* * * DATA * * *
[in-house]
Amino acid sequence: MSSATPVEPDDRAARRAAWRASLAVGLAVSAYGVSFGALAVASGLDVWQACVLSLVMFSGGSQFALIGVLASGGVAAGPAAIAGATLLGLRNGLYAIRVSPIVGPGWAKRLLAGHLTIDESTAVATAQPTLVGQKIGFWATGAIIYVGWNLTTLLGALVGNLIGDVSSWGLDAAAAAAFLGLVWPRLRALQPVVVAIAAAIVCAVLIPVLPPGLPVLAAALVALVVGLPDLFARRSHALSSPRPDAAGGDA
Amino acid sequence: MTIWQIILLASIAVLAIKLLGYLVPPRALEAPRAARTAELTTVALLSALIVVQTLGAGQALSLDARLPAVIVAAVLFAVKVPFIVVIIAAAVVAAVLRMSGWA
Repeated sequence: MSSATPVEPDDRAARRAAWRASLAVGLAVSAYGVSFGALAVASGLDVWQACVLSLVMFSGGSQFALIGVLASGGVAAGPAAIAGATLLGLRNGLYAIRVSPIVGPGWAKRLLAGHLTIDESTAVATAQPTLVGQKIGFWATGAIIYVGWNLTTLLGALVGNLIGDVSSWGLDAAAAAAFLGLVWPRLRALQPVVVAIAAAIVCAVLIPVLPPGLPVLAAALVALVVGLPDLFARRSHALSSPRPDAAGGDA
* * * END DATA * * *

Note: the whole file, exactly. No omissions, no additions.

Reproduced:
[in-house]
Amino acid sequence: MSSATPVEPDDRAARRAAWRASLAVGLAVSAYGVSFGALAVASGLDVWQACVLSLVMFSGGSQFALIGVLASGGVAAGPAAIAGATLLGLRNGLYAIRVSPIVGPGWAKRLLAGHLTIDESTAVATAQPTLVGQKIGFWATGAIIYVGWNLTTLLGALVGNLIGDVSSWGLDAAAAAAFLGLVWPRLRALQPVVVAIAAAIVCAVLIPVLPPGLPVLAAALVALVVGLPDLFARRSHALSSPRPDAAGGDA
Amino acid sequence: MTIWQIILLASIAVLAIKLLGYLVPPRALEAPRAARTAELTTVALLSALIVVQTLGAGQALSLDARLPAVIVAAVLFAVKVPFIVVIIAAAVVAAVLRMSGWA
Repeated sequence: MSSATPVEPDDRAARRAAWRASLAVGLAVSAYGVSFGALAVASGLDVWQACVLSLVMFSGGSQFALIGVLASGGVAAGPAAIAGATLLGLRNGLYAIRVSPIVGPGWAKRLLAGHLTIDESTAVATAQPTLVGQKIGFWATGAIIYVGWNLTTLLGALVGNLIGDVSSWGLDAAAAAAFLGLVWPRLRALQPVVVAIAAAIVCAVLIPVLPPGLPVLAAALVALVVGLPDLFARRSHALSSPRPDAAGGDA